10. New Mamaon 23 Jun 2009 at 7:05 pm

    Oh, man, would I love to do this, but like others have said, I don’t think we could move away from our family and friends. You did have me thinking about the possibility of my husband transferring to his company’s New Jersey division, however. I can dream…

  11. Crunchberrieson 23 Jun 2009 at 7:24 pm

    It’s those two little words that make it impossible for me: “upstate NY”. Otherwise, you’d have some contenders on your hands.

    We have LOUD kids who are developmentally different with a major penchant for potty talk. So, if you don’t mind a constant stream of conversation about Buttcheek Guy and Vagina Girl (I’m still trying to figure out who has the better superpowers with these two), then you have more patience than I.

    I only get cranky if my blood sugar is low, which can be far too often, but you can always set me out to forage in the yard if I’m getting snappy. I’m moderately handy, but prefer naps on the couch, and my husband is a fantastic pastry chef. The result is that there’s the risk of major weight gain if he moves in. Otherwise, we fit all other criteria except the Jewish part. Oh yeah, I’m allergic to cats.

    Either way, I have no idea what a shul is, but I don’t think that’s what would disqualify us…

  12. Caton 23 Jun 2009 at 7:27 pm

    Oh man, Sharon…you are a little over a year too late. If we hadn’t invested so much in setting up our place over the past year, we’d totally have considered sharing yours!

    Or, at least, I would. My southerner husband would freak out at the possiblity of a ‘real’ winter. ;-)

    It sounds like a fantastic opportunity for a lucky family. Here’s to hoping that you find your match!


  13. homebrewlibrarianon 23 Jun 2009 at 7:44 pm


    I seem to recall a number of folks who were trying to figure out where to park themselves to best live the lives they wanted. I’m not sure if they were commenters here or on one of the Yahoo groups. If you haven’t already, I’d suggest posting your offer in the Yahoo groups you started.

    I’m a little better off than you in that I share a building with others including the owner and that we’re all working on making sure that the house will not disappear out from under us. It’s a form of community but we’re not all sharing the same floor space. We don’t have the land we’d like for true subsistence gardening even if I keep wedging more plants and beds on it but we do care for what’s there and keep an eye on each other. We’re using the braille method of developing community – feeling our way. It’s coming along, if slowly.

    Good luck! You have many more connections than through your blog so I am optimistic that you’ll be successful.

    Kerri in AK – indigenous and sending down roots

  14. Sara: in northern rural Alabamaon 23 Jun 2009 at 7:47 pm

    blessings on the journey, Sharon. i’ve lived in some kind of co-operative housing most of my adult life and i love it. i’ve been in the intentional community i live in now (Common Ground, Alabama) for 22 years and it just gets better. we are definitely family now. in fact our community is hosting a Communities Building Gathering over the weekend of the 4th, for folks to network with each other, and to build skills in intentional living.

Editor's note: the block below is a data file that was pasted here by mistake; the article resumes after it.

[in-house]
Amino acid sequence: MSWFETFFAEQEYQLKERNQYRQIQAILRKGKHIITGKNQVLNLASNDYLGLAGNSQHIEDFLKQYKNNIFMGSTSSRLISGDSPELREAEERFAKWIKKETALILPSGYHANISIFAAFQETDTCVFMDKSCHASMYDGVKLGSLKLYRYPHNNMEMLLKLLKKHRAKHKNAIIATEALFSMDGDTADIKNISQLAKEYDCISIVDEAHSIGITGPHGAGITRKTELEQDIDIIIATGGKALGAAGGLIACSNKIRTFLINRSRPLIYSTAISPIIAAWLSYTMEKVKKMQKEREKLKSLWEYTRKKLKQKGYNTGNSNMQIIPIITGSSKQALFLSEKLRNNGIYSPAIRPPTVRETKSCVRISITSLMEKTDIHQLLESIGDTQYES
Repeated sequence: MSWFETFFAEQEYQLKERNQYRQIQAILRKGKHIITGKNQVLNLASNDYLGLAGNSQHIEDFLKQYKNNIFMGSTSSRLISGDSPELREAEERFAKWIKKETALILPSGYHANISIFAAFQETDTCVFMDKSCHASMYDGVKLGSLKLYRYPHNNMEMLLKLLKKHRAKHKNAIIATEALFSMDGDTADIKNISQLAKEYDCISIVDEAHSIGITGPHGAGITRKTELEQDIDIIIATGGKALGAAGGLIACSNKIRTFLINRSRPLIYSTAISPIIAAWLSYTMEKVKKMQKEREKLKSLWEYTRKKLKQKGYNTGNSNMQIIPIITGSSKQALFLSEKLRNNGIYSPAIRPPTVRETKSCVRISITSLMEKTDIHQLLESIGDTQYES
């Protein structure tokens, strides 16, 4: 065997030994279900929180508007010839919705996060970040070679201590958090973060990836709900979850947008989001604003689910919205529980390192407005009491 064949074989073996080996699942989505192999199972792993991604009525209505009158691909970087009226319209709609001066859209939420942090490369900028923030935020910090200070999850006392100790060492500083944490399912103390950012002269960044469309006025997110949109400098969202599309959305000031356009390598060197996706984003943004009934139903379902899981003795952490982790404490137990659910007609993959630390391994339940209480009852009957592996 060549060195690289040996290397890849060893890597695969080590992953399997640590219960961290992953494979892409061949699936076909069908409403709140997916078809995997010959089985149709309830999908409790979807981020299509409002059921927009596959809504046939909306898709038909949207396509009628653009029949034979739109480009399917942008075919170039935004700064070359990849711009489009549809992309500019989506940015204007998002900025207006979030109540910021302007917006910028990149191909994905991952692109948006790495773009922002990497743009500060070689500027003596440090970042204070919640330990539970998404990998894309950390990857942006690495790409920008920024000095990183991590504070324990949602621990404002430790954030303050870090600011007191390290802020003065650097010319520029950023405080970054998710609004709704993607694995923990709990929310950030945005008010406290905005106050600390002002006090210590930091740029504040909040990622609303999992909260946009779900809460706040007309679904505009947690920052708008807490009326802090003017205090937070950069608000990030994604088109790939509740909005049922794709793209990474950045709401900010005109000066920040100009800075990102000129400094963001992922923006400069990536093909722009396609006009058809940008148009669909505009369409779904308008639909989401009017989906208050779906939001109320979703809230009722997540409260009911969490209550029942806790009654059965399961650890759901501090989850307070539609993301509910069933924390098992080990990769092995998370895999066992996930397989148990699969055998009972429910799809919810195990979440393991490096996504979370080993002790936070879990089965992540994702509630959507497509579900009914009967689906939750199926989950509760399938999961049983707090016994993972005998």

you might consider hosting a similar event in your area. it’s a great way to check our prospective folks.
    look up the Fellowship of Intentional Communities and see if they are doing any kind of event in your area, or maybe they could help you set one up.

    again, blessings on the journey. it’s a good ride!


  15. Tovahon 23 Jun 2009 at 9:45 pm

    I would be seriously interested if not for being stuck in the middle of a school program that won’t be over for another 2-3 years. I would STRONGLY consider that you e-mail this to the folks who run – They might crosspost this to their blog. It seems like their readers would be right up your alley, lots of farmers and wannabe farmers and eco-conscious people.

  16. Rayaon 24 Jun 2009 at 2:35 am

    How about 6 bedrooms? – actually that is the only big challenge with our little homestead is the fact that the house was designed by city folk with a small family and we are country folk with 5 beautiful children (4 oldest are all boys). Otherwise we have big play set, the bountiful garden and even are preparing for chickens :)

  17. Greenpaon 24 Jun 2009 at 7:08 am

    Well, you’ve done it before, so you know what you’re getting into.

    My first Spouse and I started a co-op house for grad students after living in our own apartment for one year.

    It has its good points, but the potential for crazy-making roomies is pretty high, too.

    One story for you, not as a cautionary tale, since I don’t think you need cautioning, but for entertainment.

    20 some years ago, we helped a neighbor find people to live as caretakers in his vacant farm house. We screened applicants. Wound up with a couple from the city who were SO SO eager to move back to the land. They couldn’t wait to get started on their huge garden, and restoring the log-cabin portion of the farmhouse. Chomping at the bit. Smart, strong, young.

    3 weeks later, they showed up on our doorstep, with the keys to the house, and tears behind their eyes. They were giving it all up.

    “We just didn’t realize! With all the gravel roads around here… you just CAN’T keep your car clean!!”

    I kid you not.

  18. Sharonon 24 Jun 2009 at 7:21 am

    LOL, Greenpa – that’s great.


  19. Heather Gon 24 Jun 2009 at 8:06 am

    Sharon, best wishes on the search! Greenpa, thanks for the story! OMG, we’re lucky if we remember to clean the car once a year (and not in a car wash either).

  20. Jenon 24 Jun 2009 at 8:44 am

    Well we just found our new house on 1 acre w/no restrictions and 8 minutes from our downtown mid-size metro. We have looked for over 6 months, but needed fast internet for dh’s job. I emailed you months ago, but never heard back so either we were “rejected”:) or lost in cyberspace.